Red Crabs Crazy Ants

Follow the perilous path of the Christmas Island red crabs as they travel through the rainforest on their annual migration, attacked by a minute but deadly foe.

Produced by NHNZ

Located 360 kilometres (223 miles) south of Jakarta, Australia’s Christmas Island is home to one of nature’s greatest, most colourful and most spectacular natural mass migrations. Each year this pristine island’s shoreline is covered with an ankle-deep carpet of red crabs.

On the high tide of one warm moonless night in November, the female red crabs commence a frenzy of spawning, each one jettisoning their cache of 100,000 eggs or more into the sea where they hatch in seconds and swim away.

Yet while this should be increasing the numbers of these beautiful creatures, they are actually dropping. During their annual migration across the island, many of the crabs fall victim to the alien yellow crazy ants. These ants release formic acid as they crawl over and around the crabs which, with no defence against the ferocity of the onslaught, become stressed and generally die within a few hours.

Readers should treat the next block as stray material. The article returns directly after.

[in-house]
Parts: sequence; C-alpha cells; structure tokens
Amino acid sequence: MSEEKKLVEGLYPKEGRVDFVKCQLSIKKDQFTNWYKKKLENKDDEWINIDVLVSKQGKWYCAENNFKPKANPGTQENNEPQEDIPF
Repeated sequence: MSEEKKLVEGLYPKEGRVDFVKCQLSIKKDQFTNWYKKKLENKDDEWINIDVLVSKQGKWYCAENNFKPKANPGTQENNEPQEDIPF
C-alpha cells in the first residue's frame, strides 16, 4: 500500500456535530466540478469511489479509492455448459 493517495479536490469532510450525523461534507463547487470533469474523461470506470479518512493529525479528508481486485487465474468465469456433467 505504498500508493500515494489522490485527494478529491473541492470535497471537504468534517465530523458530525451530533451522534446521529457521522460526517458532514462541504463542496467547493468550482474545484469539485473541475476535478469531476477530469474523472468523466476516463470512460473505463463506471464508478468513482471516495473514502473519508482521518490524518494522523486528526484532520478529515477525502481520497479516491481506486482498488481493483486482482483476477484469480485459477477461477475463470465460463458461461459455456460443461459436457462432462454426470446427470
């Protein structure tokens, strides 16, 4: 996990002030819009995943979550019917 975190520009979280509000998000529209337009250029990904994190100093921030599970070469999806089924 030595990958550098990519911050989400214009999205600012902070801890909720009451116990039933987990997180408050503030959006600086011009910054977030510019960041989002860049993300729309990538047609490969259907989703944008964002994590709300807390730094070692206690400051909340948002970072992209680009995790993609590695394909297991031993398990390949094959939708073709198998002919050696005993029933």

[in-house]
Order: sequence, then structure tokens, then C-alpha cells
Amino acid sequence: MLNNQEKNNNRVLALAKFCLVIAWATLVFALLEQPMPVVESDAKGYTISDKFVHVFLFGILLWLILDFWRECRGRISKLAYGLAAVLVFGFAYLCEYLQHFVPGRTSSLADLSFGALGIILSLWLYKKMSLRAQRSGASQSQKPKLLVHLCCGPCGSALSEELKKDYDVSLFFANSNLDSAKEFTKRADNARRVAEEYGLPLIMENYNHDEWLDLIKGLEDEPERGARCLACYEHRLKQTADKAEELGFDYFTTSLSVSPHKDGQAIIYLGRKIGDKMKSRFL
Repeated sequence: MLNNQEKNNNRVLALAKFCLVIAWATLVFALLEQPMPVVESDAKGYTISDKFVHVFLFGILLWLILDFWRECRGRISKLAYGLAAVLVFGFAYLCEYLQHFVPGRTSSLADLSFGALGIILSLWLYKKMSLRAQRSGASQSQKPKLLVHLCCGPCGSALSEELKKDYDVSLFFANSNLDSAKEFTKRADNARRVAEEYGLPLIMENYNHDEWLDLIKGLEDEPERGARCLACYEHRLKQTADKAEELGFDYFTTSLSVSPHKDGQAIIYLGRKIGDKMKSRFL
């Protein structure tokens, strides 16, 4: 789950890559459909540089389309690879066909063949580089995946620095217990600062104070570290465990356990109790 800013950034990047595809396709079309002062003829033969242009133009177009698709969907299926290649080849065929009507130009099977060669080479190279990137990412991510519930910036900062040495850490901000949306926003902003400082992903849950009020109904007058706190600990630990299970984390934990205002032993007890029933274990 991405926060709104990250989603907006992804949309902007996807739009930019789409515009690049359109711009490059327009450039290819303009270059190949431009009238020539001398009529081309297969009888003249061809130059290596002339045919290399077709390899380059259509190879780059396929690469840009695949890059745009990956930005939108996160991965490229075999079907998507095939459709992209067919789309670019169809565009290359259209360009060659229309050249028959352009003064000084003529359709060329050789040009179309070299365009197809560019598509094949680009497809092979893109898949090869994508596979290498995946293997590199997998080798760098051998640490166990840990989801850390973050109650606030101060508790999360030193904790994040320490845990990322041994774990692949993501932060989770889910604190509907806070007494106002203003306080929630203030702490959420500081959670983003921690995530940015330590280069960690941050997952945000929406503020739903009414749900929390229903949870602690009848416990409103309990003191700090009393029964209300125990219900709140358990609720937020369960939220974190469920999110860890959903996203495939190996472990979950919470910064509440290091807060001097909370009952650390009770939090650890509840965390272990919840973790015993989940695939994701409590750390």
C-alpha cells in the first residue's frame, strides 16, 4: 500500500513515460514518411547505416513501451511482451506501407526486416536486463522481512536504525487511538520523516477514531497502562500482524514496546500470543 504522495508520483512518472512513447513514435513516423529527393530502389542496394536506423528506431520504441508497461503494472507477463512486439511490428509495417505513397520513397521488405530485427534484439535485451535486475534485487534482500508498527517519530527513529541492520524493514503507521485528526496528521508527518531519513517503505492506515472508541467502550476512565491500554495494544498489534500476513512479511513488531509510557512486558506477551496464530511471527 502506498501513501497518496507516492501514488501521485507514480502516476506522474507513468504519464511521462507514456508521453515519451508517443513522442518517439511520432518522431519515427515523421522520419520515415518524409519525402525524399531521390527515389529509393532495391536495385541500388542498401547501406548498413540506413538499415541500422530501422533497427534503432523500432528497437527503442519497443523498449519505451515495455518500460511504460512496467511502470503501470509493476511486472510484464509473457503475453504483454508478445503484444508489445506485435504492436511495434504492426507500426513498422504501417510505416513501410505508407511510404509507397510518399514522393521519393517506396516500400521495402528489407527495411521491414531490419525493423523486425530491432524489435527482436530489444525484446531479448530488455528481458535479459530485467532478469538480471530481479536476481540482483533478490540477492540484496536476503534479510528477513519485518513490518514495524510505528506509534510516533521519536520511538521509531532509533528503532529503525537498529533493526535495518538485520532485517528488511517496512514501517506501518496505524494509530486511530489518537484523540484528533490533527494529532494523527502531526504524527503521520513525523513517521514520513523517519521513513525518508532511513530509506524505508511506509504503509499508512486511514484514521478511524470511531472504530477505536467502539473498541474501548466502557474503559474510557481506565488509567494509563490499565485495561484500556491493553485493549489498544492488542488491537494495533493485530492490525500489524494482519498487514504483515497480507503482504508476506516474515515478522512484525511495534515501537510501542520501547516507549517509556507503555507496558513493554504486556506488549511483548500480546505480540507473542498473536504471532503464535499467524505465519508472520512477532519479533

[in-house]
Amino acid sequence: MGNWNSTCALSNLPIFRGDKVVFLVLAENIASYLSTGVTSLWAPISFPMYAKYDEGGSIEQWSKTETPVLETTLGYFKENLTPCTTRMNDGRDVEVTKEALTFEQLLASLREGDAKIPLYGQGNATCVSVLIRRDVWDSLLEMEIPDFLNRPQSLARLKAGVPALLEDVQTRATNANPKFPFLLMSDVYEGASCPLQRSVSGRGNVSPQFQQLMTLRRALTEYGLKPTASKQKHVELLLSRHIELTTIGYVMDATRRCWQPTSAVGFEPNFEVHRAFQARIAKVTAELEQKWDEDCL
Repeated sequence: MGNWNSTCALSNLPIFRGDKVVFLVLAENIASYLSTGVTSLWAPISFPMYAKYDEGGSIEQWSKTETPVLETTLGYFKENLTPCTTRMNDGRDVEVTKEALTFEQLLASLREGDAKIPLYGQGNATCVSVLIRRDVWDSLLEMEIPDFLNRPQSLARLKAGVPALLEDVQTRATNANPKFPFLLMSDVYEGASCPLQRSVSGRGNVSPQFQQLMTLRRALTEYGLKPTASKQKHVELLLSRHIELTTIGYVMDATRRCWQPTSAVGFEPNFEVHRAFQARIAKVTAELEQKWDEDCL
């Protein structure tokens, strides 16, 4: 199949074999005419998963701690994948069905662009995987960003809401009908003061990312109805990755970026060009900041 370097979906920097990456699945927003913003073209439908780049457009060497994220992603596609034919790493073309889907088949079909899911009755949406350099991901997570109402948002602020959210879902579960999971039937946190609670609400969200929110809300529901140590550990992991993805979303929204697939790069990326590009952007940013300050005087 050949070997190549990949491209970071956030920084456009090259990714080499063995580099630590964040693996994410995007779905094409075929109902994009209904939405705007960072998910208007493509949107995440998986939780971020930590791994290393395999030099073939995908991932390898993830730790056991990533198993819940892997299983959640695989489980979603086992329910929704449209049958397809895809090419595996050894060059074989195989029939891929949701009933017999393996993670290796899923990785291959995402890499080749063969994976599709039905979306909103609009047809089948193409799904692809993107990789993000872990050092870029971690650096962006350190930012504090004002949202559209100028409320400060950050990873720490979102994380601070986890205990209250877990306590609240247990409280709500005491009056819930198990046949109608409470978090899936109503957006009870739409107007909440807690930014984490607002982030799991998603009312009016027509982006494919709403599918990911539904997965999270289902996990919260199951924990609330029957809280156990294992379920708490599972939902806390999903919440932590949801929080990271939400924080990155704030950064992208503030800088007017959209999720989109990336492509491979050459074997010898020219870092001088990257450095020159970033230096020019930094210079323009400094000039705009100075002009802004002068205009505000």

The crazy ants, which were accidentally introduced by immigrants more than 50 years ago, so named because of their rapid movements and frequent changes of direction. Yet while they may be small, the impact they have on the rainforest is both enormous and rapidly increasing, with the ants spreading at a rate of one metre (three feet) per day.

Red crabs are nature’s consummate gardeners. They till the soil, clear away leaf litter and weeds, and control the regeneration of forest plants. With over 70% of Christmas Island being rainforest, scientists are concerned about the dire effects the ants’ attacks are having on the island’s ecology. However, most of the forest is almost impenetrable to humans, and controlling the spread of crazy ants will be an extraordinary challenge.

But it’s not only the ants that are making things difficult for the crabs. Some of the other natural threats include the giant tree-climbing robber crab, a creature so strong that it can split a fresh coconut in half with its claws, and the moray eel, which waits in the coastal shallows for its next tasty dinner.

With constant perils and obstacles in their way, the red crabs lives are threatened now more than ever before and the ecology of the island is at risk.

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